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TRP numbers controversy: How does BARC measure TV viewership in India?

With spotlight on alleged manipulation of viewership data, Business Standard decodes the system used to measure TV viewership in India

Topics
Television viewership | Indian television

Viveat Susan Pinto 

ramayana, television, TV, TRP, entertainment, channels, family, media, shows
According to the Mumbai Police, the manipulation in viewership data has happened at the data collection stage.

The manipulation of data by a few channels as indicated by the Mumbai Police on Thursday has put the spotlight on the company that brings out this crucial piece of information on which advertising decisions are based. That firm is the Broadcast Audience Research Council (BARC), an industry body, which was set up in response to an earlier issue involving viewership data brought out by TAM Media Research. Set up in 2010, BARC began its TV viewership measurement service after much deliberation in April 2015, with coverage of cable and satellite homes in towns with a population of 100,000 and above, largely in urban areas. Subsequently, the measurement service also included rural homes. The service now covers 44,000 panel homes or households where the viewing data is captured.

How is this data captured?

BARC installs 'Bar-O-Meters' in the panel homes. Basically, audio watermarks are embedded in video content prior to broadcast. These watermarks are not audible to the human ear, but can be detected using special hardware and software. As viewing details are recorded by the Bar-O-Meters, so are the watermarks. This audio watermarking can capture simulcasts and viewership across dayparts.

How are households selected?

Selection of households involves multiple stages. The first step is the Establishment Survey, a face-to-face survey of a sample of approximately 300,000 households from the target population. This is done annually. Out of these, the homes which will have Bar-O-Meters are randomly selected. The fieldwork to recruit households is not done directly by BARC. The daily reporting of viewing behaviour is also done by an external agency. The Mumbai Police has said that Hansa Research was the agency to which this work was outsourced by BARC.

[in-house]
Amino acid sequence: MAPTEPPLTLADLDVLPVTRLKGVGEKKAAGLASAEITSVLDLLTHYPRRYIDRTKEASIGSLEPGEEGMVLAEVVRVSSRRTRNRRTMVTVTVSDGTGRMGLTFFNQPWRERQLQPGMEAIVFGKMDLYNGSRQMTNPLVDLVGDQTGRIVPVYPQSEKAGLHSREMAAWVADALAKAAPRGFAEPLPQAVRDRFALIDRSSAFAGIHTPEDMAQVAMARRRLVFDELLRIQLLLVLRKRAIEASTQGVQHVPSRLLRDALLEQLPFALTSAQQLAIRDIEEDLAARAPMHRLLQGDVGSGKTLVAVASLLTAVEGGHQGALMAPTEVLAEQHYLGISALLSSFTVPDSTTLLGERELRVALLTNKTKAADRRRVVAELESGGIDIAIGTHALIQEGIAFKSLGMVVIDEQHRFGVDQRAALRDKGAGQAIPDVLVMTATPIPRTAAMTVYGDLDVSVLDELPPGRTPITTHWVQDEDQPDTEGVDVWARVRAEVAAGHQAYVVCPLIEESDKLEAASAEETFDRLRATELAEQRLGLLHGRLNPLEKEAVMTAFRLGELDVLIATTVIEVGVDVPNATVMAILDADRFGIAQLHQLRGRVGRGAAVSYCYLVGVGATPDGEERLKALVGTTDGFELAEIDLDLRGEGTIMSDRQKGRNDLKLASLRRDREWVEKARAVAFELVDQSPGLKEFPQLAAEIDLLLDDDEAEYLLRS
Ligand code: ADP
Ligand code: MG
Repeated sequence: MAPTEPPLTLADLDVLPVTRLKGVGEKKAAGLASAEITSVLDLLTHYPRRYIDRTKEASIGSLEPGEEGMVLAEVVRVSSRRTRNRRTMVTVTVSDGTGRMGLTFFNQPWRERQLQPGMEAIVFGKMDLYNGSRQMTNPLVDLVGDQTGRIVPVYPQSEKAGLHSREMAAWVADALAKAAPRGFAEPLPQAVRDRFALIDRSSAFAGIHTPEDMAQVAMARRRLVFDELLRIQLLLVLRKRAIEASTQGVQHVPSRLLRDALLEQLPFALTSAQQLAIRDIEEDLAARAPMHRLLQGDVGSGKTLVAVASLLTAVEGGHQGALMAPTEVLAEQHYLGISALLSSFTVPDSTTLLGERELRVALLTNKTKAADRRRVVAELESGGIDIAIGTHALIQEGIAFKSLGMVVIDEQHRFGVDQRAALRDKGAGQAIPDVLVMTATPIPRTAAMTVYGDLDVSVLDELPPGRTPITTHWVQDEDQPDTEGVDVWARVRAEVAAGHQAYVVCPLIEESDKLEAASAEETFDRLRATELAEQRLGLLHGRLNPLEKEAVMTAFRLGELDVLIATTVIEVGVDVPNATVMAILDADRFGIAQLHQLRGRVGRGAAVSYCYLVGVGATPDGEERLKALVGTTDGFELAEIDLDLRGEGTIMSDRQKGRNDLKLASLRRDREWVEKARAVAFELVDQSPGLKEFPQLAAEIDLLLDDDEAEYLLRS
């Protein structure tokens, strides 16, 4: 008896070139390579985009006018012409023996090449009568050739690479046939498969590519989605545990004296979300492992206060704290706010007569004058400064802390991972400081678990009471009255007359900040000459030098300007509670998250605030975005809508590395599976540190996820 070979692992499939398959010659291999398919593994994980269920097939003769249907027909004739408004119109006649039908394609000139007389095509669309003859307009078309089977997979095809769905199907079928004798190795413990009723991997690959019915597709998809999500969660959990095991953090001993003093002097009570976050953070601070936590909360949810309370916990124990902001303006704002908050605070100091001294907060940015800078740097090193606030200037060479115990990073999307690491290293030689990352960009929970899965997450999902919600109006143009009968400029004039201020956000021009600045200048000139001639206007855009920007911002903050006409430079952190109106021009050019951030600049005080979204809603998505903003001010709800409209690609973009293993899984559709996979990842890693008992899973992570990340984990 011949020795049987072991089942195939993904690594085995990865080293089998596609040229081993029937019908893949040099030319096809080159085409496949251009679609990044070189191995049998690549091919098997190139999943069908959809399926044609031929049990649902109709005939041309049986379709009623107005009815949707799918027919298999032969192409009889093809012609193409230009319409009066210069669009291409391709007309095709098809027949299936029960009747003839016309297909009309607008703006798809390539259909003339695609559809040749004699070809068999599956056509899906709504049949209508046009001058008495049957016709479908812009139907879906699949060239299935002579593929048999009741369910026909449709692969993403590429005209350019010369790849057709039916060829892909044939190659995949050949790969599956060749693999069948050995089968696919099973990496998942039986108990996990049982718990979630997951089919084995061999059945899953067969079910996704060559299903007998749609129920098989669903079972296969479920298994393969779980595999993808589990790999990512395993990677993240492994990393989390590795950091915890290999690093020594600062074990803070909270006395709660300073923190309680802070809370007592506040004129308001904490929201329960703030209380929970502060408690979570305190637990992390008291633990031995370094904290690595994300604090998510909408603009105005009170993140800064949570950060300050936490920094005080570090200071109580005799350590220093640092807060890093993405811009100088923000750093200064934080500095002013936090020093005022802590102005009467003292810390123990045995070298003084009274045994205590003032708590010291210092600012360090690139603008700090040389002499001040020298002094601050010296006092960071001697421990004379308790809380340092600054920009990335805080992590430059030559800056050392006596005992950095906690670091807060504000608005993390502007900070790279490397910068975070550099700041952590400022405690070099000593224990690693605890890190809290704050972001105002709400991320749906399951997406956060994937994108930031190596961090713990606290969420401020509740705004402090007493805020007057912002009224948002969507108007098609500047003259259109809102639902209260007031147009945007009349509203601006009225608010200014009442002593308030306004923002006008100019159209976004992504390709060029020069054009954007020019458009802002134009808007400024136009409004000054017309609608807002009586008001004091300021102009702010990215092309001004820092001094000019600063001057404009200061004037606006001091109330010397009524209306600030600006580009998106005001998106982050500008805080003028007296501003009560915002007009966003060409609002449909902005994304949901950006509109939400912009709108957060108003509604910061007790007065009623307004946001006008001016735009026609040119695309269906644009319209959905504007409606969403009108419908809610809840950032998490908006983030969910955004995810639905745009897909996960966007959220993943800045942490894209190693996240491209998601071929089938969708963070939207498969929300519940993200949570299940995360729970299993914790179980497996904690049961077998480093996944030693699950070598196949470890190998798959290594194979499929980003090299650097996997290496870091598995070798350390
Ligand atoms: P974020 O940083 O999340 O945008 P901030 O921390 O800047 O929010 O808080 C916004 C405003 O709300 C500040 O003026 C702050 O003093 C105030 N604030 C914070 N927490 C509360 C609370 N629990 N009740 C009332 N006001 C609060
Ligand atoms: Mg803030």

Where was the problem?

According to the Mumbai Police, the manipulation in viewership data has happened at the data collection stage. Some households, it claims, were bribed to keep their TVs focused on a few channels. This way viewership was skewed in favour of these channels.

What is BARC saying?

The body says it will co-operate with the Mumbai Police in its ongoing investigation. A BARC India spokesperson said, “As in all our previous cases of suspected panel homes intrusions, BARC India continues to follow its established vigilance and disciplinary guidelines. BARC remains steadfastly true to its purpose to accurately and faithfully report ‘What India Watches’. BARC India appreciates the efforts of the Mumbai Police and will provide the support asked of it."

What is Hansa Research saying?

Praveen Nijhara, CEO of Hansa Research, said the agency had filed an FIR against an ex-employee for manipulation of data. He said, "Hansa Research and BARC conducted an investigation into the matter over the last few weeks, the conclusion of which resulted in Hansa Research filing an FIR against an ex-employee who was engaged in some wrongdoing. Hansa Research has always been vigilant about these issues and has been proactive in informing BARC and the law enforcement agencies as and when such cases have come to our notice. We would continue to cooperate with BARC and with the authorities as and when called upon to do so.”

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First Published: Fri, October 09 2020. 13:24 IST
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